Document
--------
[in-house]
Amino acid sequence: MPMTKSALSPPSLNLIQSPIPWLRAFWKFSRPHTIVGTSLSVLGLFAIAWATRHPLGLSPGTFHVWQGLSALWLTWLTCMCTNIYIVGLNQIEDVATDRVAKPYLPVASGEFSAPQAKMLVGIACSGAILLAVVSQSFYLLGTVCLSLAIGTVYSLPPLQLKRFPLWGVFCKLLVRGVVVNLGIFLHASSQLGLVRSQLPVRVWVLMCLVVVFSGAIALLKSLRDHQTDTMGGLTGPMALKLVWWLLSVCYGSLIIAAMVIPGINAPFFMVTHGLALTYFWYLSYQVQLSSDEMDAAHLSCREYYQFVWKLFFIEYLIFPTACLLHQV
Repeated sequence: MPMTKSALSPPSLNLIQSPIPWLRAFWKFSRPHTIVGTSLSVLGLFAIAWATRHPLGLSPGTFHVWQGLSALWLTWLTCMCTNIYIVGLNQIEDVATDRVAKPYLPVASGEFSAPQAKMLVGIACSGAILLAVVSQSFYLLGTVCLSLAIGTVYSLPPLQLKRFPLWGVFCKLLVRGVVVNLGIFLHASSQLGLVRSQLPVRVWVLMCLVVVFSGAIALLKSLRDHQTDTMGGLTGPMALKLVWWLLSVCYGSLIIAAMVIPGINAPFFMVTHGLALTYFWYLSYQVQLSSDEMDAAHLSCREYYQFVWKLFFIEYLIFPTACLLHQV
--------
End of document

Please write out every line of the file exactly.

[in-house]
Amino acid sequence: MPMTKSALSPPSLNLIQSPIPWLRAFWKFSRPHTIVGTSLSVLGLFAIAWATRHPLGLSPGTFHVWQGLSALWLTWLTCMCTNIYIVGLNQIEDVATDRVAKPYLPVASGEFSAPQAKMLVGIACSGAILLAVVSQSFYLLGTVCLSLAIGTVYSLPPLQLKRFPLWGVFCKLLVRGVVVNLGIFLHASSQLGLVRSQLPVRVWVLMCLVVVFSGAIALLKSLRDHQTDTMGGLTGPMALKLVWWLLSVCYGSLIIAAMVIPGINAPFFMVTHGLALTYFWYLSYQVQLSSDEMDAAHLSCREYYQFVWKLFFIEYLIFPTACLLHQV
Repeated sequence: MPMTKSALSPPSLNLIQSPIPWLRAFWKFSRPHTIVGTSLSVLGLFAIAWATRHPLGLSPGTFHVWQGLSALWLTWLTCMCTNIYIVGLNQIEDVATDRVAKPYLPVASGEFSAPQAKMLVGIACSGAILLAVVSQSFYLLGTVCLSLAIGTVYSLPPLQLKRFPLWGVFCKLLVRGVVVNLGIFLHASSQLGLVRSQLPVRVWVLMCLVVVFSGAIALLKSLRDHQTDTMGGLTGPMALKLVWWLLSVCYGSLIIAAMVIPGINAPFFMVTHGLALTYFWYLSYQVQLSSDEMDAAHLSCREYYQFVWKLFFIEYLIFPTACLLHQV